Katie and Poppy may be just five months old, but they livened up yesterday's Parliament sitting as their father recounted their exploits when he made an impassioned plea for extended leave for parents of babies born early or in multiples.
For nearly 20 minutes, Mr Louis Ng (Nee Soon GRC) shared his and his wife's hopes and fears as their twins, born 10 weeks early, navigated the neonatal ICU and on discharge, turned into "full-fledged party owls". "They partied through the night. And I rarely use the word sleep now as I can't really remember what sleep is and what it feels like to sleep properly."
As he took MPs through a seemingly unceasing cycle of nappy-changing, feeding and burping, one wondered if too much about the aches of raising children might dent already-low birth rates.
But Mr Ng ended his appeal on an upbeat note, as he recited a poem:
"Twins will make love stronger,
days shorter, nights longer,
bank account smaller,
the past forgotten and
the future worth living for."
Members thumped their seats, a traditional show of support when a moving or significant speech is made by a fellow MP.
Parliament is where weighty national issues are debated, and the calls for support for parents and families have long tugged at MPs' heartstrings.
But few MPs have bared their personal stories so boldly in calling for policy adjustments. In doing so, Mr Ng also raised the bar for fellow MPs in his attempt to make House sittings more accessible and engaging to the public.
He crowdsourced stories from fellow parents on Facebook and shared some of them yesterday.
Minister in the Prime Minister's Office Josephine Teo responded by saying the Government will seriously consider the call for extra leave for parents of preterm or multiple babies. But it should also be mindful not to affect their employability should they be away from work for too long.
The Government has, over the years, done much to support families, especially young parents.
This focus on supporting families was also at the heart of changes to the Administration of Muslim Law Act (Amla) debated yesterday.
These include mandatory courses for minors about to marry, provisions to refer parties going through a divorce for further counselling or a family support programme and, if needed, to appoint a trained professional to represent their child's interests.
This, noted Dr Intan Mokhtar (Ang Mo Kio GRC), helps ensure that the well-being of the children involved is paramount.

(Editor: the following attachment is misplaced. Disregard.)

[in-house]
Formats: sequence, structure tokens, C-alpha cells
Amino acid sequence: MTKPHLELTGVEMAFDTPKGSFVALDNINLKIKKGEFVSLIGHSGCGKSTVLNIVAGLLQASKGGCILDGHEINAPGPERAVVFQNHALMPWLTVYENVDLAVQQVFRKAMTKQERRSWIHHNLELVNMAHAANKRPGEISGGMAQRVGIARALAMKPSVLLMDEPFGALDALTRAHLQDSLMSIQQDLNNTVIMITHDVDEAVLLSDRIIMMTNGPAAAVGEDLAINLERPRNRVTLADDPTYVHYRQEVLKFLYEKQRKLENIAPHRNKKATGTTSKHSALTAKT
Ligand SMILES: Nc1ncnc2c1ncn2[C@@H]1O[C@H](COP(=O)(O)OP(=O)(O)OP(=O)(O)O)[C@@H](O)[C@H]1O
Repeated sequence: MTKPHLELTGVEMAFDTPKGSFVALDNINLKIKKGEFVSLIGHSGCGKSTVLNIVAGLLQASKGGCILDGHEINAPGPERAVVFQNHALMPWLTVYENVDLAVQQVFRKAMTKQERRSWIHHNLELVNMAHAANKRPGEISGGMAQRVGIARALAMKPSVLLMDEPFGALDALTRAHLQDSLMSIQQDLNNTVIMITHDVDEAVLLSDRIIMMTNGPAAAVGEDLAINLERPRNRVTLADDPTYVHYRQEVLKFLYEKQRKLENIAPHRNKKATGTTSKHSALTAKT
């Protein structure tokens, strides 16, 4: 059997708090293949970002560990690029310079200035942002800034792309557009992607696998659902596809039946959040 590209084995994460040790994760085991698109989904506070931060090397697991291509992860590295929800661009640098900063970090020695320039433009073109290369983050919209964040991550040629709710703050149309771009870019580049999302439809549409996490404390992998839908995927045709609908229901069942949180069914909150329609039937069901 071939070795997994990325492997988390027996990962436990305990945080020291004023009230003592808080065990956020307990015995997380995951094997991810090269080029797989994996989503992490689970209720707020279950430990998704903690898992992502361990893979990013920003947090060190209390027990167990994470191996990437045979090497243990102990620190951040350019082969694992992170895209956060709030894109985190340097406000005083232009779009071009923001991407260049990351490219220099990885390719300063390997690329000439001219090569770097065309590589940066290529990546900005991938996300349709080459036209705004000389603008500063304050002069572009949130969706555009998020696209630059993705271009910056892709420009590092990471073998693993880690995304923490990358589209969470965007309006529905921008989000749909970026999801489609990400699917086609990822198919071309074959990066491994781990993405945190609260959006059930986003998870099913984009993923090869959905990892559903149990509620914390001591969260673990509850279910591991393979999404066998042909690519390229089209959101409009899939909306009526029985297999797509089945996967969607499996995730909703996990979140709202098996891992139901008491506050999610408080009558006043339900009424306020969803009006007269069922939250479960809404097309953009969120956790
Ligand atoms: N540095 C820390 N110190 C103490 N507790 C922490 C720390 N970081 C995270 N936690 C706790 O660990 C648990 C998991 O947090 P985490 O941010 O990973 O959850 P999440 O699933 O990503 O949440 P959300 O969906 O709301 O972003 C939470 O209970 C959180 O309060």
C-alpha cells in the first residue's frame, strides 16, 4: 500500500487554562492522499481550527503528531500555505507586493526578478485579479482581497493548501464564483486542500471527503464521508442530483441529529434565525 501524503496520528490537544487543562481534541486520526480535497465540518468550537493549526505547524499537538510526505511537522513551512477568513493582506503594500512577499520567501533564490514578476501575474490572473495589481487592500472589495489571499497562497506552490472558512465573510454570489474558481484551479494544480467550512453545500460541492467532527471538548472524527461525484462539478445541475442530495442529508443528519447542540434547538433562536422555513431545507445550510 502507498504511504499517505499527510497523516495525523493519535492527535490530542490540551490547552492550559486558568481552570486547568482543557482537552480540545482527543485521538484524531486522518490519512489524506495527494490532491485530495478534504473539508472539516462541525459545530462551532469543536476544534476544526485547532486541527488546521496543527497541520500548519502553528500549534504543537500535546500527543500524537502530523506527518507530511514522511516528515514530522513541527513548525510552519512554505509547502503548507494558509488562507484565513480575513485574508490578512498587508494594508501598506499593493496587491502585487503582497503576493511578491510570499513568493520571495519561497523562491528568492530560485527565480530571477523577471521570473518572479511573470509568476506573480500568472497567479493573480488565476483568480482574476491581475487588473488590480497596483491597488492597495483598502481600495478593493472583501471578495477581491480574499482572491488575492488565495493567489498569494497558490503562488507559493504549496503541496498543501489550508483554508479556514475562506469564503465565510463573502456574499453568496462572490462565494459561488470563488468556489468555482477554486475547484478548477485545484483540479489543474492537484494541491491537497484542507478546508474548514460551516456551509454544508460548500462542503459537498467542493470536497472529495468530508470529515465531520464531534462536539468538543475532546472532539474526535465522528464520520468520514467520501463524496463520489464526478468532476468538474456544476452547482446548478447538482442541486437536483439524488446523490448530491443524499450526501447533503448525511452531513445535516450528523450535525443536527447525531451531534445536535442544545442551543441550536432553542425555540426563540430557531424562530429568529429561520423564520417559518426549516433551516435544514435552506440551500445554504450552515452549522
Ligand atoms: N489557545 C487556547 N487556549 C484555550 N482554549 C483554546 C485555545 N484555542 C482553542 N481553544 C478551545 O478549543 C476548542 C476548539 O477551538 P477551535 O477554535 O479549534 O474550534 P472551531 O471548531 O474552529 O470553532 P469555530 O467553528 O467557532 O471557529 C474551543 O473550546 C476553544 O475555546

While more can certainly be done to support families, it is equally important that MPs keep an eye on the well-being of the larger Singapore family - and do their part to strengthen it.
For Ms Rahayu Mahzam (Jurong GRC), Amla's evolution "personally reflects the beauty of the Singapore story that embraces and respects the identity of the Malay-Muslim community".
She noted that while Amla was enacted in 1968, it dates back to the 1880s when the colonial authorities recognised English law had to be modified to respect the religious customs of local inhabitants in marriages and inheritance.
Workers' Party MP Faisal Manap (Aljunied GRC) felt added power given to Muis to manage endowments could be misused, and said in a poem in Malay:
"The island of Temasek was peaceful and tranquil,
Its name was changed to Singapura,
Act justly while in this world,
For we will eventually answer to our Creator."
Minister-in-charge of Muslim Affairs Yaacob Ibrahim responded in Malay, similarly in verse, during his wrap-up speech:
"Singapore is a nation with dignity,
Its people are wise and hard-working,
It is entrusted upon each of us ,
To uphold justice as a shared responsibility."
Mr Zainal Sapari (Pasir Ris-Punggol GRC) later asked Mr Faisal if he was insinuating that the changes could lead to unjust decisions by Muis and others.
Mr Faisal said he did not say anything of that sort, adding that he supported the Bill wholeheartedly.
More heartening was the staunch support given by Mr Alex Yam (Marsiling-Yew Tee GRC) to the Bill, which he said highlighted three traits he admires and respects about the Muslim community: a united spirit, including hosting events that boost social harmony; a progressive outlook; and resilience in the face of challenges such as extremism.
He said the proposals reflect a "community that is open to diversity, progressive, modern and confident of its place in Singapore".